I’ve been dabbling in aromatherapy for a few years now – mostly just combining scents that I find attractive together or making soul-warming scents like pumpkin spice or orange and clove. I haven’t really taken the time to get to know all of the essential oils and what therapeutic qualities they have. I know that lavender is calming and rosemary stimulates memory but I am very interested in learning more about their properties.
When I was placing my last order on Bulk Apothecary (love that store!) I saw this book and knew it was perfect for what I need to learn. It’s called The Aromatherapy Companion by Victoria H. Edwards and is full of medicinal uses, emotional uses and body-care recipes. I’ve only gotten to about page 20 but I’ve already learned about two scent combinations that will personally help me. I tried them in the bath and was amazed that they worked! I guess I shouldn’t be surprised – hundreds of years of homeopaths can’t be wrong.
Clary Sage: I ordered a little vial of clary sage but wasn’t sure what I should use it for. Now I know that it has a calming effect. I combined a little with lavender in the bath and instantly felt the tension of the day melt away.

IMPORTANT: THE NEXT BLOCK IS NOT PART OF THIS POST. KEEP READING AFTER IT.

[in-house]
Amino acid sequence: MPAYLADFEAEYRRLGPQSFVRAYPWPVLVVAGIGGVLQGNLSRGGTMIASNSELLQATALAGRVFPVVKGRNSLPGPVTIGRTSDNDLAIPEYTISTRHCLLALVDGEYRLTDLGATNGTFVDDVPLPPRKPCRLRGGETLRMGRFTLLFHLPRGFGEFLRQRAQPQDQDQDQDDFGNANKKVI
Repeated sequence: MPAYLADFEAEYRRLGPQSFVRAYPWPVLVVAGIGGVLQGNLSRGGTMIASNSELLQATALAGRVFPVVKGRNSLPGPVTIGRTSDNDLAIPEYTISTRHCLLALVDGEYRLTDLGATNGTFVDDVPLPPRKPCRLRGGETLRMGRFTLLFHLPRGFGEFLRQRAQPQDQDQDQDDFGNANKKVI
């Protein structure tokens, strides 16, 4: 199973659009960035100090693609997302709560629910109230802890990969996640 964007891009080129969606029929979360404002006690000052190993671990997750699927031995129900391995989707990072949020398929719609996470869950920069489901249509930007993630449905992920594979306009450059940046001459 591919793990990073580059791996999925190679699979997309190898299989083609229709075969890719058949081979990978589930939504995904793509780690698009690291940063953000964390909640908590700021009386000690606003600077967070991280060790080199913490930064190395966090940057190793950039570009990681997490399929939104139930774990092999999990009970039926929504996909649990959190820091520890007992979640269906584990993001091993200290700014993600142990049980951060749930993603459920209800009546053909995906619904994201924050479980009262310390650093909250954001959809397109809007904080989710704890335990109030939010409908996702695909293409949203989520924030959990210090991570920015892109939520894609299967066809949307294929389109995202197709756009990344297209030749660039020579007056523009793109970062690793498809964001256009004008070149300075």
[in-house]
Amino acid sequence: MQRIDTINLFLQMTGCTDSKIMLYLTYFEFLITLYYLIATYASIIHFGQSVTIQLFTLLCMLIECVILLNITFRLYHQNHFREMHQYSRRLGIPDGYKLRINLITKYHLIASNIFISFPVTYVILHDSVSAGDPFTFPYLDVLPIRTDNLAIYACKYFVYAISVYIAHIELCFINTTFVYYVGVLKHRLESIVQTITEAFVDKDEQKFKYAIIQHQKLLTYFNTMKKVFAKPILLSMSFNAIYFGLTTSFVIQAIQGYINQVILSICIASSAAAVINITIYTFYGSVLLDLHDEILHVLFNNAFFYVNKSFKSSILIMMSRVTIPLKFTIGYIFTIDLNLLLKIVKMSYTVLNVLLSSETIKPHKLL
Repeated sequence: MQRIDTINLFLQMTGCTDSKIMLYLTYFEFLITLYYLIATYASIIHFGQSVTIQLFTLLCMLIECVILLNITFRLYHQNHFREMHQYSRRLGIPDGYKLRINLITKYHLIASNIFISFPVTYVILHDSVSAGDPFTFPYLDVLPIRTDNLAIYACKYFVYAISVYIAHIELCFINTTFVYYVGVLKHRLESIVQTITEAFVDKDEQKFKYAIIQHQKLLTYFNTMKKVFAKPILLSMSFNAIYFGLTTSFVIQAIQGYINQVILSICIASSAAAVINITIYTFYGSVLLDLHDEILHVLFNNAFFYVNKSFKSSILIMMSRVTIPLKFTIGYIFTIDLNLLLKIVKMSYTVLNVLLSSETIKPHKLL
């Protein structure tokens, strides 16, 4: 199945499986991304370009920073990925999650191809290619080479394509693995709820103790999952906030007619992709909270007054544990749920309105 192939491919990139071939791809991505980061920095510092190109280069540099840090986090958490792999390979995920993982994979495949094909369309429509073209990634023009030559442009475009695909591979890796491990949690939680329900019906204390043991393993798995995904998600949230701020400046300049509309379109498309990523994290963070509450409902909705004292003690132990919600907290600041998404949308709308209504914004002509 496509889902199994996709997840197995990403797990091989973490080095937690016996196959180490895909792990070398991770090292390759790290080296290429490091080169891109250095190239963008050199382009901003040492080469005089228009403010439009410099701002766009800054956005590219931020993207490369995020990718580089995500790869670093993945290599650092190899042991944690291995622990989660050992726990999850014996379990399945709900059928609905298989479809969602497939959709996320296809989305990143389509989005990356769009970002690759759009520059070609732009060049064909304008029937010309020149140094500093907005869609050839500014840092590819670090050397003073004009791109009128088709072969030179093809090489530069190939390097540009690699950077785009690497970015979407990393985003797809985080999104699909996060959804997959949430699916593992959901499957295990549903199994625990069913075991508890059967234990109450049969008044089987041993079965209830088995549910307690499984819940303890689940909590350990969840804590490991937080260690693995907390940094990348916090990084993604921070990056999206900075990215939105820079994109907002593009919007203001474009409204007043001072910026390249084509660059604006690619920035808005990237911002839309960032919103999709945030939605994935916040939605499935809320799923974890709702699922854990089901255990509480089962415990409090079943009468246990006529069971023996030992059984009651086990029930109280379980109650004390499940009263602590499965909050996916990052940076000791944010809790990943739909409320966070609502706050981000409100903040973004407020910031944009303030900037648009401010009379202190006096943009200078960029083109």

Lavender and Bergamot: Bergamot has an orange quality to it and I don’t think I ever would have thought of combining that with lavender, which has a flowery quality. Lavender and bergamot play nicely together and the bergamot enhances the calming properties of lavender.
As part of my research I went to our local farmers market here in Long Beach. I was very surprised to see the amount of crafty/handmade booths mixed in with all the fresh produce/prepared food booths. It turns out that this same company puts on a farmers market every day of the week from Huntington Beach to San Pedro. Right now all the spots are full but if I really get going with the business I’ll have to see about joining. I don’t have enough stuff to do a weekly gig right now. There was a lot of foot traffic and the vibe was really nice – music playing and lots of people eating dinner and enjoying themselves.